A View from the Other Side of the Desk
As an interviewer, what should you be thinking and asking?
Conducting a professional and beneficial interview as an employer is equally as stressful and important as making it through one as an interviewee. Here are a few insights to consider when deciding who makes the cut for your company’s A-Team.
Punctuality & Preparedness
Promptness is an indicator of reliability; both are desirable traits in an employee. Though unforeseen circumstances may arise, potential candidates should exhibit a notable effort in keeping you informed if the agreed-upon meeting time becomes an issue. Following their timely arrival, ask applicants a simple question about the company. Expect them to know who your organization is and what it does, as well as how this fits in with their employment plans.
Objectivity & Responsibility
Remember this is an interview, not a test. Do not purposefully attempt to trip up your contenders with tricky questions and “right or wrong” answers. Instead, plan objective inquiries with structure that invite the interviewees to reveal their thought processes and priorities. You are not required to evaluate a person’s individual worth, but rather his or her worth and fit for the company. Also, remember to ask about specific past responsibilities, and more importantly the accomplishments that accompanied those responsibilities. Responsibilities alone do not differentiate you from others; successes do.
As the person in charge of hiring, you will be held liable for any rising stars or falling duds. With that in mind, be sure to ask yourself a few questions following each interview.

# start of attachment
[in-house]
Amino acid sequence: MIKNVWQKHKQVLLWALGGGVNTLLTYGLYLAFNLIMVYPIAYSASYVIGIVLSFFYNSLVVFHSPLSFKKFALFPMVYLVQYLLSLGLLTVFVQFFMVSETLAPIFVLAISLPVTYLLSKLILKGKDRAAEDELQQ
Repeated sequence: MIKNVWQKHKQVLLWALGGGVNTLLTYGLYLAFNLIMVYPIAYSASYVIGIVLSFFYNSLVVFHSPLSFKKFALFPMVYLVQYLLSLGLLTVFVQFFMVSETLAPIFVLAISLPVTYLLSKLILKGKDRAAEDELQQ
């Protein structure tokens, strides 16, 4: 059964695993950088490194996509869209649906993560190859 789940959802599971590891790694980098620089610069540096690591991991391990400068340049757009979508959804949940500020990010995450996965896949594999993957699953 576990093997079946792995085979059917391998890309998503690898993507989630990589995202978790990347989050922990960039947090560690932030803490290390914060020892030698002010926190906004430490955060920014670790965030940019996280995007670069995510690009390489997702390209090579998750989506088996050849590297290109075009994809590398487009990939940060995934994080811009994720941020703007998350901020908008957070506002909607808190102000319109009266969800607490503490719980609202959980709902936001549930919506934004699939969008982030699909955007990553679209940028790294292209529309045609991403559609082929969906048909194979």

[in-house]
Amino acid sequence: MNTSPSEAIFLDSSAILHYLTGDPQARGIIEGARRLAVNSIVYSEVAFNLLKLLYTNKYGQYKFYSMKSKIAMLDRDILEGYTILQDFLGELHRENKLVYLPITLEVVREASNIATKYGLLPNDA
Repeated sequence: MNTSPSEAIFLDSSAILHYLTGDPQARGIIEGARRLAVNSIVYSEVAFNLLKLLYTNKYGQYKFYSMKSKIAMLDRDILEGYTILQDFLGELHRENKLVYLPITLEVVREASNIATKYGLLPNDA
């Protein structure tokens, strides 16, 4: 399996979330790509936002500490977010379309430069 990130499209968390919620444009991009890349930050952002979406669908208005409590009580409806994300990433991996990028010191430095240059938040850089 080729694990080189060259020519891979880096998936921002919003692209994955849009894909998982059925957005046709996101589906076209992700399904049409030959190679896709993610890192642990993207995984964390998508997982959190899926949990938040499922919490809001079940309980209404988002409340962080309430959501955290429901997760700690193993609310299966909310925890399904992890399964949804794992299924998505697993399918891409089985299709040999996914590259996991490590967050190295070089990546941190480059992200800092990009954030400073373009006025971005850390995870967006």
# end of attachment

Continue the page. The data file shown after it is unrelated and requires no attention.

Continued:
- Would I want accountability for this individual’s performance?
- Would I want to work with this person?
- Were there any obvious red flags with this person?
According the U.S law and professional business practice, which of these questions would be considered appropriate or inappropriate for you to ask a candidate during an interview?
- Can I call you by your first name?
- Could you attach a picture of yourself to your resume?
- Are you a citizen of U.S.?
- What languages can you speak/write?
- What is your reaction to entertaining clients in the evening?
- Who is planning on babysitting your kids?
- Will you need to have religious holidays off?
- What kind of discharge did you receive from service?
- Are you married or do you live with someone?
- Where do your parents come from?
- Have you ever been arrested?
Answers: 1. Appropriate 2. Inappropriate 3. Appropriate 4. Appropriate 5. Appropriate, only if this could be considered a job requirement 6. Inappropriate 7. Appropriate 8. Inappropriate 9. Inappropriate 10. Inappropriate 11. Inappropriate, but you can ask if the candidate has ever been convicted.
–Adapted from a lecture by Karl Kuhnert, professor in psychology and program chair of the Industrial and Organizational Psychology Program at the University of GeorgiaBack to Insights